You know the routine: you’re sat at home, trying to relax by watching a series online or by trying to get some work done. However, your Wi-Fi connection that you pay so much for is slow, unreliable, and likely doesn’t reach every part of your home with a signal strength that you’d like.
So, what is the problem? You’ve called the provider and they’ve confirmed that the connection is working as it should be and you have made sure to close unnecessary tabs to ensure you’re not taxing the signal too much. Still, you find yourself having to strategically locate yourself around the house to get the best signal possible.
If this sounds familiar than the problem may be less to do with your router, and more to do with your home and the objects, or barriers, that are in it. Following a study by Ofcom, a UK regulator, which stated that Christmas fairy lights could be behind slower Internet speeds in the home, we’ve laid out a few of the main causes for interference with your Internet connection… and some of them may be surprising to you!
Reasons why your home Wi-Fi signal is slow and how to improve it
1. Household appliances
Microwaves are the worst of the lot, as it’s basically a metal box that when turned on uses high-powered microwaves at around 2.4GHz (the same frequency as Wi-Fi) creating a black hole around it for Wi-Fi signals.
Other culprits include ovens, freezers, fridges, washing machines, dishwashers… you name it. If it’s metal and has liquid-filled pipes in it, it’s going to kill your Wi-Fi signal.
2. Cordless telephones, televisions, speakers
In most cases people have their router placed near the telephone, which is hard to avoid, but they both work off the same frequency and this can prove to be detrimental.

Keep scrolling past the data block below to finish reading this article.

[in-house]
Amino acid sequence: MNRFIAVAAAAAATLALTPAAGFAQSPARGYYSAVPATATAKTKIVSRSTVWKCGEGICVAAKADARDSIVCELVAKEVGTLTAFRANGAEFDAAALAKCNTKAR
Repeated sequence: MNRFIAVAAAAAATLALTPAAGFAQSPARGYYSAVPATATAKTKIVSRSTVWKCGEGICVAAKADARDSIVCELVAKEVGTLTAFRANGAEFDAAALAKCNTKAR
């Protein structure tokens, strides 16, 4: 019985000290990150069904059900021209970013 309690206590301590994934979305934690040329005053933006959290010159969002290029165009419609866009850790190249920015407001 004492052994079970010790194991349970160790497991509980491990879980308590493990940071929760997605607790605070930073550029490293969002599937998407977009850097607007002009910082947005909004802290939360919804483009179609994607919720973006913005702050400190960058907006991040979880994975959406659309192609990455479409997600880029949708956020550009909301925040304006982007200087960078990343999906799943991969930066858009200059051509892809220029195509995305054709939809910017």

The same goes for televisions, which on their own aren’t bad, but when placed directly near a router have a negative effect on its performance. The same goes for speakers, which are basically just electromagnets.
3. Piping and insulation
These are pretty much unavoidable in the home, but water-filled pipes absorb any signals and insulation pretty much does as its name suggests, and insulates a room from external forces, including Wi-Fi signals.
4. Your neighbor’s router
Depending on how close your router is to someone else’s, there can be a direct effect on its performance. This might prove to be even more problematic if you live in an apartment, as you could be exposed to different signals from all sides. This means that the more interference that there is, the more your router ups its broadcasting, which causes your neighbor’s router to do the same… which just perpetuates the problem.
Yes, you too are a problem! We humans are a fantastic absorber of Wi-Fi, so that’s also something to keep in mind when lamenting the poor performance of your internet connection.
Luckily, there are a few things you can do to try and improve your Wi-Fi, but short of turning your home into a Faraday shield which would also mean no telephone or FM connection, none will guarantee a perfect signal strength.
6. Place your router in the center of your home
A router transmits the signal in all directions, so it makes sense to have it at the center of the home. Unfortunately this isn’t always possible due to the cables that come with it.
7. Check your cables
In general, a shorter and higher quality cable will mean a faster connection speed. Also, it is better to use Ethernet cables from your modem to a separate router than run long phone cables.
8. Invest in a new router
There’s no need to break the bank on a new, fancy router, but some of the newer ones on the market offer a notable boost in signal and speed.
9. Change your Wi-Fi channel
Your router may do this automatically, but if you change your Wi-Fi channel you may find that there is less interference from other routers near to you. Any two channels separated by five or more do not overlap.
As always, we recommend you take precautions to ensure that not only is your Wi-Fi connection working to the best of its abilities, but that your privacy is also secure, so always use a good Wi-Fi protector and monitor to ensure that nobody can access your network.